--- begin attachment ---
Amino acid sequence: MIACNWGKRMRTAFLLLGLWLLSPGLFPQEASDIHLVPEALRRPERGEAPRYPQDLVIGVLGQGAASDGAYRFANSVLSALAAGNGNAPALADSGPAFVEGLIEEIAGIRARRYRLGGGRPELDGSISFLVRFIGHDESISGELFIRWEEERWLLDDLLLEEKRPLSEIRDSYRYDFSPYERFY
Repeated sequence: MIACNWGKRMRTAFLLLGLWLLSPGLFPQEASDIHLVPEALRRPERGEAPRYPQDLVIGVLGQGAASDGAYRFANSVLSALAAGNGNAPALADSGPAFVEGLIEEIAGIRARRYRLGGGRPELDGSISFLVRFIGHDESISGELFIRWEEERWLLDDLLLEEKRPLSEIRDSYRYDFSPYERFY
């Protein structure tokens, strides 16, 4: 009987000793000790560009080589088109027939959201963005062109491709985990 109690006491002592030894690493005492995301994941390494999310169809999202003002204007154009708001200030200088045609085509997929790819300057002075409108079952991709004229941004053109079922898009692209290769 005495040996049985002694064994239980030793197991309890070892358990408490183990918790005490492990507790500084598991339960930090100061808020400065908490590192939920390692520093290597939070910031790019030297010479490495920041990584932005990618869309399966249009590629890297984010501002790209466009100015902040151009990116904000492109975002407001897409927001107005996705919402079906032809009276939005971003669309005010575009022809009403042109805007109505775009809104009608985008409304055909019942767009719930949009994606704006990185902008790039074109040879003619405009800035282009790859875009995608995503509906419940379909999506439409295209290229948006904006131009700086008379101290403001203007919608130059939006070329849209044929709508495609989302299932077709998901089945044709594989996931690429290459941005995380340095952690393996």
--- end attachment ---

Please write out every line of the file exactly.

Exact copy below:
Amino acid sequence: MIACNWGKRMRTAFLLLGLWLLSPGLFPQEASDIHLVPEALRRPERGEAPRYPQDLVIGVLGQGAASDGAYRFANSVLSALAAGNGNAPALADSGPAFVEGLIEEIAGIRARRYRLGGGRPELDGSISFLVRFIGHDESISGELFIRWEEERWLLDDLLLEEKRPLSEIRDSYRYDFSPYERFY
Repeated sequence: MIACNWGKRMRTAFLLLGLWLLSPGLFPQEASDIHLVPEALRRPERGEAPRYPQDLVIGVLGQGAASDGAYRFANSVLSALAAGNGNAPALADSGPAFVEGLIEEIAGIRARRYRLGGGRPELDGSISFLVRFIGHDESISGELFIRWEEERWLLDDLLLEEKRPLSEIRDSYRYDFSPYERFY
């Protein structure tokens, strides 16, 4: 009987000793000790560009080589088109027939959201963005062109491709985990 109690006491002592030894690493005492995301994941390494999310169809999202003002204007154009708001200030200088045609085509997929790819300057002075409108079952991709004229941004053109079922898009692209290769 005495040996049985002694064994239980030793197991309890070892358990408490183990918790005490492990507790500084598991339960930090100061808020400065908490590192939920390692520093290597939070910031790019030297010479490495920041990584932005990618869309399966249009590629890297984010501002790209466009100015902040151009990116904000492109975002407001897409927001107005996705919402079906032809009276939005971003669309005010575009022809009403042109805007109505775009809104009608985008409304055909019942767009719930949009994606704006990185902008790039074109040879003619405009800035282009790859875009995608995503509906419940379909999506439409295209290229948006904006131009700086008379101290403001203007919608130059939006070329849209044929709508495609989302299932077709998901089945044709594989996931690429290459941005995380340095952690393996």